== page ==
Just a few years ago, most people would give you a strange look if you suggested smoking hemp. I remember hearing things like, “What’s the point?,” or “You would have to smoke a telephone pole-sized blunt just to get high,” and other such dismissals. The dismissals were valid, too, assuming that the only purpose of smoking cannabis was to get high on THC.
I took a long hiatus from cannabis after college in the late 1990’s. This was primarily driven by the standard motivations of an aspiring 20-something: increasing levels of responsibility in life as I embarked on my career, drug tests for work, a loss of contact with the underground network in those prohibition era times, etc.
But, there was more to it, as well. As medical marijuana laws started to be passed, with California’s Prop. 215 in 1996, and many other states following suit in subsequent years, cannabis breeders and growers began to develop much more THC potent strains of cannabis.
According to one NIH study, the average THC concentration of confiscated cannabis went from 4% in 1995 to 12% in 2014. The experiential effect of this increase in THC concentration was a much stronger high from much less material. The quality of the high shifted, as well, due to a drop in CBD concentration, as the plants shifted their overall cannabinoid production into THC alone.
In my personal experience, this actually detracted from the experience of cannabis smoking. I had less and less time to spend stoned, and more and more need for relaxation. I didn’t find the pure THC high very relaxing at all; quite the opposite, I would experience a great deal of anxiety and paranoia. After being diagnosed with Crohn’s Disease in 2004, then moving from Georgia to California in 2006 to work in Silicon Valley, I had great expectations for legal medical marijuana to help me manage my condition. Unfortunately, my first purchases from caregiver cooperatives ended up blasting me into space, rendering me mentally useless. I didn’t find benefit in the newly developed, super potent strains. My subsequent requests for “lower THC” strains were met with confused looks-“What’s the point?” I shrugged and gave up on cannabis for several years, and I explored other natural anti-inflammatories and adaptogens instead to help manage my stress-exacerbated disease.
Apparently, I wasn’t the only one interested in cannabis for reasons other than a THC high, though. The Stanley Brothers in Colorado famously bucked overall cannabis market trends in the early 2010’s by developing a high CBD, low THC strain of cannabis they named Charlotte’s Web. The strain was specifically bred for use by children like Charlotte Figi, who suffered from a rare seizure disorder, to treat their condition without getting them high. I first found a relatively high CBD, lower THC strain of cannabis at a dispensary in Colorado around 2015. It was a strain called Harlequin, and it had a roughly 2:1 CBD to THC ratio. It soothed my Crohn’s flare very quickly, and the psychoactive effects were manageable enough that I could use it in the evenings after work and wake up clear headed the following morning.
Within another couple of years, those strains and others had been bred to the point that they qualified as legal industrial hemp under the 2014 Federal Farm Bill because their flower contained less than 0.3% delta- 9 THC. As states began to implement industrial hemp pilot programs, hemp growers suddenly had the opportunity to grow a federally compliant hemp crop in the same style as marijuana: all female plants, cultivated for cannabinoid content, and the buds/flowers harvested, cured, and trimmed. Beyond that, consumers had the chance to consume cannabis in a familiar form, but for effects other than THC psychoactivity.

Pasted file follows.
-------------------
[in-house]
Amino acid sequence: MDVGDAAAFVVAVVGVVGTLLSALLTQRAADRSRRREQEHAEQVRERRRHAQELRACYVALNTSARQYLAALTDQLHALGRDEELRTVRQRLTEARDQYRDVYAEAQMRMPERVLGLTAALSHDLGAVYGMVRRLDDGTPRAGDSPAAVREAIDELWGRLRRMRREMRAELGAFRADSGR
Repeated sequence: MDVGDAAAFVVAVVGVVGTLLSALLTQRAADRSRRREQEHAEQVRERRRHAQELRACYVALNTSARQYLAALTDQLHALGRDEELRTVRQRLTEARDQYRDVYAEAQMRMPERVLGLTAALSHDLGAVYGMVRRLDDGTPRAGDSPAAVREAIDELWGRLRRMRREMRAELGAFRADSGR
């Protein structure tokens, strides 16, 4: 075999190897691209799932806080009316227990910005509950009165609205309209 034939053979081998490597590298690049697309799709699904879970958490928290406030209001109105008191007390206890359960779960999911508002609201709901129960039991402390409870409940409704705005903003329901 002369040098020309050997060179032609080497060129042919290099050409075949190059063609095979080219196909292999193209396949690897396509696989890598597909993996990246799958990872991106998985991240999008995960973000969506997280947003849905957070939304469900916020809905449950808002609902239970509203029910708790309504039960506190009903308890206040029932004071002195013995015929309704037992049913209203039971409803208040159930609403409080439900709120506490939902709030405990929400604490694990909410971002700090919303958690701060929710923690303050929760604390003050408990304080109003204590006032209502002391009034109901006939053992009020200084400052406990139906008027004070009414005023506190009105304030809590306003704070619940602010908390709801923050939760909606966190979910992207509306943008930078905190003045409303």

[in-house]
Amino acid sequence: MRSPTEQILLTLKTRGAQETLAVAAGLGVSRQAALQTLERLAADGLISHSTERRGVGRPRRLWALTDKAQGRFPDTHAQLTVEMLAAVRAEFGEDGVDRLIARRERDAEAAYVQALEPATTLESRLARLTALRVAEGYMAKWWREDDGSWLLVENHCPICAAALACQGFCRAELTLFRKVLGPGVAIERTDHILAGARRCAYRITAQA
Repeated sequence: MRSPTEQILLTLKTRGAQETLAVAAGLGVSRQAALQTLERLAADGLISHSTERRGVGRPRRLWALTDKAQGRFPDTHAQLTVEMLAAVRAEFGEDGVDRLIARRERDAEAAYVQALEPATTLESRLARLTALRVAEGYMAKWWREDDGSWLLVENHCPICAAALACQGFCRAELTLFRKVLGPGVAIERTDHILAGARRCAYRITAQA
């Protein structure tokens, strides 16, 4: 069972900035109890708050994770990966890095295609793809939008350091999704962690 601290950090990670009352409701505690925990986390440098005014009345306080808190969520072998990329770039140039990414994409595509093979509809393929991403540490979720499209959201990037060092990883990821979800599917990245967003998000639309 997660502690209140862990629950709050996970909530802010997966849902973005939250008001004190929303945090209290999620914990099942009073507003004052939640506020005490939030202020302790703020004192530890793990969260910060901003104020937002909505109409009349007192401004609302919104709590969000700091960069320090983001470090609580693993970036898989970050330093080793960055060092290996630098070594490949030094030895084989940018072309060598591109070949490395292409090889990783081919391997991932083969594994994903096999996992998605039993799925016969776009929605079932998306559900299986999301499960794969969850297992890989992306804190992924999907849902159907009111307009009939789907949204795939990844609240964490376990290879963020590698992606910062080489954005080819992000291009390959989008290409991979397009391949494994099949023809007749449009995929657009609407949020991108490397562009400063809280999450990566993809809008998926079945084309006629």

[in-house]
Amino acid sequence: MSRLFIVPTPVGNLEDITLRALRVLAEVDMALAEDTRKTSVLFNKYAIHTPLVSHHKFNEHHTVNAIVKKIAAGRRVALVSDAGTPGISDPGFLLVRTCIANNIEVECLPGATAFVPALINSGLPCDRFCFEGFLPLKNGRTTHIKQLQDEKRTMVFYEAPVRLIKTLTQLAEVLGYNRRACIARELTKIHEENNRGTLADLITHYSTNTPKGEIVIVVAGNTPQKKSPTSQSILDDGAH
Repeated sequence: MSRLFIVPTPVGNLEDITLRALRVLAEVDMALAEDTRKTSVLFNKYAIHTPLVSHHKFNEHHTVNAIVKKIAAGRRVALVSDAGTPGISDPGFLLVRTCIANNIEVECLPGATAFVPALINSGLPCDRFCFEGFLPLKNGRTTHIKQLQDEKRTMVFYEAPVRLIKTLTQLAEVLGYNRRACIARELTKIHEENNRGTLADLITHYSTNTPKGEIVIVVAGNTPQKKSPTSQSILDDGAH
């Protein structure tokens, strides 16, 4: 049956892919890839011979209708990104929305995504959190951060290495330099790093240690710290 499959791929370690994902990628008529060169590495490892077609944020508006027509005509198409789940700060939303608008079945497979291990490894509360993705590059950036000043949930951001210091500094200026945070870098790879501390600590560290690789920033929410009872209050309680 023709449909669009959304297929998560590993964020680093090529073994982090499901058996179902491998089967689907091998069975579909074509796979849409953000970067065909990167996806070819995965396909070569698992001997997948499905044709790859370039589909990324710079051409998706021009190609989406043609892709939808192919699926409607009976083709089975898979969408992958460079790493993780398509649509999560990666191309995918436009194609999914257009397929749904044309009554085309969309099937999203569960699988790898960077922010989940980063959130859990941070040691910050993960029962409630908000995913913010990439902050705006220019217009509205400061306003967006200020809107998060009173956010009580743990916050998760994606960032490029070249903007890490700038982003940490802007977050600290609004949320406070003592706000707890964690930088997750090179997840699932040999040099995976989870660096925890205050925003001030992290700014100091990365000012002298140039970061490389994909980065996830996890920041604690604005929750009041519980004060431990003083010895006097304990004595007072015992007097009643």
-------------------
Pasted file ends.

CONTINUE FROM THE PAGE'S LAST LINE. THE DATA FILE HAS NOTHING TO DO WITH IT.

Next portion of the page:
As it turns out, many people have found that consuming hemp flower isn’t crazy after all. We’re now discovering a whole host of beneficial compounds in the cannabis plant, and it is liberating for many to be able to access them without needing to consume THC along with them. Furthermore, humans have been consuming cannabis in a variety of preparations for thousands of years, and the availability of modern hemp flower opens this ritual up to a much wider group of people than just those consumers who enjoy the effects of high THC cannabis.
At Lux Botanics, we have been working closely with our dear friend and medicinal herb grower extraordinaire, Amy Hamilton of Appalachian Seeds, for the hemp that goes into most of our products. Last season, on her biodynamic farm in Sandy Mush, NC, Amy lovingly grew three strains of USDA certified organic hemp flower from seeds developed by Shakti Seeds: Chardonnay, Sweetgrass, and AC/DC. While we typically focus on extraction, distillation, and refinement of medicinal concentrates at Lux, we were so enamored with Amy’s hand-trimmed and slow-cured flower that we kept finding ourselves smoking it and sharing it with friends. This flower is beautiful and artisanally crafted, and we decided we should offer it as it is, the full natural expression of the plant that underlies the majority of our products.There are countless ways of working with this flower, from smoking it in joints and bowls, to creating herbal smoking blends, to making preparations and extractions in your own kitchen laboratory. We will be sharing more of our explorations of techniques both modern and ancient in future publications. And we genuinely hope this plant can bring you as much relief and serenity as it has given us.